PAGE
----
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Space and Physics

Russia Is Now Hiring Cosmonauts To Go To The Moon In 2031

author

Jonathan O'Callaghan

Senior Staff Writer

clockMar 16 2017, 19:56 UTC

ESA and Russia may work together on future moon missions. ESA/Foster + Partners

The Russian space agency, Roscosmos, has announced it is recruiting cosmonauts that may one day set foot on the Moon.

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This will be the first time Russia has recruited new astronauts in five years. But whereas those previously have gone to the International Space Station (ISS), these cosmonauts may get the chance to fly to the Moon as soon as 2031.

That’s the year Russia is currently targeting for its first ever manned lunar landing. They’ve been talking about doing this for a while, but this latest news signals a bit of forward movement.

“There will be no discrimination based on skin color or gender,” Sergei Krikalyov, the executive director of manned programmes at Roscosmos, somewhat oddly stated at a news conference according to the RIA Novosti news agency.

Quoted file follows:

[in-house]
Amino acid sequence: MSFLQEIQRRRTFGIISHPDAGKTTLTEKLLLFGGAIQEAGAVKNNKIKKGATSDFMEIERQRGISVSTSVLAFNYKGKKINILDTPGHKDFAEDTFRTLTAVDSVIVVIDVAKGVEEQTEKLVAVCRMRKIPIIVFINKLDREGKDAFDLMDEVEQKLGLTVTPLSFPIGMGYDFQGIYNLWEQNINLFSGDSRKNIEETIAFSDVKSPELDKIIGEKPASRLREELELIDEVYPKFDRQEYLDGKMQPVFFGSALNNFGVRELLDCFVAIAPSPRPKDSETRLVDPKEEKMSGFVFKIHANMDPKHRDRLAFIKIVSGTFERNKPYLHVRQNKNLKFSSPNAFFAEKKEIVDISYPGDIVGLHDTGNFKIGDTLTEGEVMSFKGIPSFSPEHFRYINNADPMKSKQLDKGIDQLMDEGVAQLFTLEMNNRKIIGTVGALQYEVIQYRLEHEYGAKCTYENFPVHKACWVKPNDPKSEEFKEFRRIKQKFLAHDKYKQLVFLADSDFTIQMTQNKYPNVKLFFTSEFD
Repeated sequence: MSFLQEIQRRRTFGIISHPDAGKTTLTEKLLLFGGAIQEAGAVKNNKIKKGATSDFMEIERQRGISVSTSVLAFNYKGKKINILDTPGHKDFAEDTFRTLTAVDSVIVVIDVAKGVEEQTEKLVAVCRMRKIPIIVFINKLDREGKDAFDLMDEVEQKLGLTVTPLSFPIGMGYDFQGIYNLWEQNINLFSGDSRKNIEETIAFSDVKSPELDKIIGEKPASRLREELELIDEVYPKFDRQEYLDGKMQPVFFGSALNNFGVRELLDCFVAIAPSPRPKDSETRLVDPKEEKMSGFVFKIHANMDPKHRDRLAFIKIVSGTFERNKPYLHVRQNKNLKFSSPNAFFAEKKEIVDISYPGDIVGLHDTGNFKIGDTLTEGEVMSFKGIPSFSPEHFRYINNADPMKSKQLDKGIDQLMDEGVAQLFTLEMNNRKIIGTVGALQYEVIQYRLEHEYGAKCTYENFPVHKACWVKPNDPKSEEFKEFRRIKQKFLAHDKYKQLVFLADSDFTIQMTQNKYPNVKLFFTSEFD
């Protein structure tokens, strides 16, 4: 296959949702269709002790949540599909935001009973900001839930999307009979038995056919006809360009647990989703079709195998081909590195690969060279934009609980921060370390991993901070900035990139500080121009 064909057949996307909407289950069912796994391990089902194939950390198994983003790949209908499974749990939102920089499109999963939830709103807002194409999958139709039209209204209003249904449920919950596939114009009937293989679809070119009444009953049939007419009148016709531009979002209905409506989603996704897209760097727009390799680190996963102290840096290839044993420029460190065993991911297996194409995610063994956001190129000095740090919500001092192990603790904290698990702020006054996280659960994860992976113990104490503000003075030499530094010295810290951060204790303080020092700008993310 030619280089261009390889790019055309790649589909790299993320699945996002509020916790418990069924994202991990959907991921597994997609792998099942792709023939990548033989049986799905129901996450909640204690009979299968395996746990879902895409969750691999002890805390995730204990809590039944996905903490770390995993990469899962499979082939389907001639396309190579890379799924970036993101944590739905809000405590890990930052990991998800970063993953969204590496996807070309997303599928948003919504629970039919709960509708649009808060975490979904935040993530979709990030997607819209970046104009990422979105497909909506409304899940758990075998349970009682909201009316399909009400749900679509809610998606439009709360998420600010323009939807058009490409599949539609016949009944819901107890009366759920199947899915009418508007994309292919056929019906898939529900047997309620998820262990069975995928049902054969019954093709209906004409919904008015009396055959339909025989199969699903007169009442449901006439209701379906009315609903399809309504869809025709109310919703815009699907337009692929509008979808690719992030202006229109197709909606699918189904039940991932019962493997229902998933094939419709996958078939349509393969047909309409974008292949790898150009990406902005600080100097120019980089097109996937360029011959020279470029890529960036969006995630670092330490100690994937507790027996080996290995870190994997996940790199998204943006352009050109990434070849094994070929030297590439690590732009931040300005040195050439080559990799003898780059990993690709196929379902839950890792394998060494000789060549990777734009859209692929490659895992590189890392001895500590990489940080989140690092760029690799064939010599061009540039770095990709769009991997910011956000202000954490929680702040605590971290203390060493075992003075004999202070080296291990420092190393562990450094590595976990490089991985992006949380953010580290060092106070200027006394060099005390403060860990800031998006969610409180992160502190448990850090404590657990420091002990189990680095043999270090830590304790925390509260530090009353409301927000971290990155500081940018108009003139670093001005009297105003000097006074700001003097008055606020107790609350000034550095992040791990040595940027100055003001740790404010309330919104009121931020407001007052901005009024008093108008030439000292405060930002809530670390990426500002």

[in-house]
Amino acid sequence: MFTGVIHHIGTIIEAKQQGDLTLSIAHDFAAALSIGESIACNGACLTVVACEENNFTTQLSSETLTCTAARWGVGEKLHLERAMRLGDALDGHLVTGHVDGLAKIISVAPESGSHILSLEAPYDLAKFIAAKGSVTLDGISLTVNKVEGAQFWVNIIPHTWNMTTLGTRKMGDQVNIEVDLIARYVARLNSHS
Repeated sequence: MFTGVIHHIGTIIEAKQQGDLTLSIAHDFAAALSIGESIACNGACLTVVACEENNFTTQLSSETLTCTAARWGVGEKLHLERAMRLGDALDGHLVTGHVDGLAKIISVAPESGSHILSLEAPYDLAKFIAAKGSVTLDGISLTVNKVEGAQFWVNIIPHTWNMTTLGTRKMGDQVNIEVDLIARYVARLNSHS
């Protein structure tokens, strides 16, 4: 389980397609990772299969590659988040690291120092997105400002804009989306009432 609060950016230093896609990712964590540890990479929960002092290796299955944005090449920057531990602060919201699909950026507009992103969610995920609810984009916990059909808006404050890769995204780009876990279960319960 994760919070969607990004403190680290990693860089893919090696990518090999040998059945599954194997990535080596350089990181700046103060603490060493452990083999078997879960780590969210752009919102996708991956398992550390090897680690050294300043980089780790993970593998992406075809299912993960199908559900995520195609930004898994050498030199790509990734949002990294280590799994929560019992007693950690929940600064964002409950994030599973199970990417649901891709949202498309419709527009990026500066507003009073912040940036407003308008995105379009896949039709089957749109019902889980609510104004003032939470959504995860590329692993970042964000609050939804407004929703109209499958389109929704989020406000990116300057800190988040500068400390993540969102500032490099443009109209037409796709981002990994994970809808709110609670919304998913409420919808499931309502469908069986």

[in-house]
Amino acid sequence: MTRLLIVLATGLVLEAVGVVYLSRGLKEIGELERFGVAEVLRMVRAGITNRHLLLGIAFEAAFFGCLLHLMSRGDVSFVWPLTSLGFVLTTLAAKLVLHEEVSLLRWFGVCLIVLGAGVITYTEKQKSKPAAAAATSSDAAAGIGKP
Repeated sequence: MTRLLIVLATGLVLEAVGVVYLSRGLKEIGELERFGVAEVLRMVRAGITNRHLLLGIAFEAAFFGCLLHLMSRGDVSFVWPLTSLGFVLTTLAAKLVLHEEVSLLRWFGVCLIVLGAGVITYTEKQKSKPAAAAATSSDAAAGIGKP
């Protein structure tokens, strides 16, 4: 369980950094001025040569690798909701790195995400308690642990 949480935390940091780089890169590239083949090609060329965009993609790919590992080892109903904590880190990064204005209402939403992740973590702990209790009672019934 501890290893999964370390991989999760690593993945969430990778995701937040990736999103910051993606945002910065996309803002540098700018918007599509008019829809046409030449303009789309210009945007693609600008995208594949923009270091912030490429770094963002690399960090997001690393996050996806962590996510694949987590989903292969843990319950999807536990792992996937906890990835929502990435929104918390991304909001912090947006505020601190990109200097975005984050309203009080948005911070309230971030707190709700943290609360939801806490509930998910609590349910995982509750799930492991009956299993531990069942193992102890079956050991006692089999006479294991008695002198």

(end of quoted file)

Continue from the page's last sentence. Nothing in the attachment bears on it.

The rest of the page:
Getting to the Moon would involve flying on a new Russian spacecraft in development, called the Federation (or Federatsiya). This four-person vehicle would be an evolution of the existing Soyuz spacecraft, with a more conical shape akin to NASA’s own upcoming deep-space vehicle, Orion.

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These particular new cosmonauts would be the pilots on the first launch of the Federation, suggesting there will be further astronaut selection processes to pick the remainder of the crews. The first manned test flight is scheduled for 2023.

To be able to apply, applicants must be younger than 35 years old. They must also be between 1.5 and 1.9 meters in height (4 feet 11 inches and 6 feet 2 inches) and weigh less than 90 kilograms (198 pounds). In terms of qualifications, they’ll need an engineering degree or pilot training, or experience in the aviation or space industries.

Applicants have got four months to apply, so if you’re Russian and reading this right now with the relevant job requirements, why not apply (apparently you can do this by posting to Russia’s Star City training center or heading down there in person). We’ll see you on the Moon.


Space and Physics
  • moon,

  • astronauts,

  • Russia,

  • Roscosmos,

  • landing,

  • cosmonauts,

  • manned mission,

  • Federation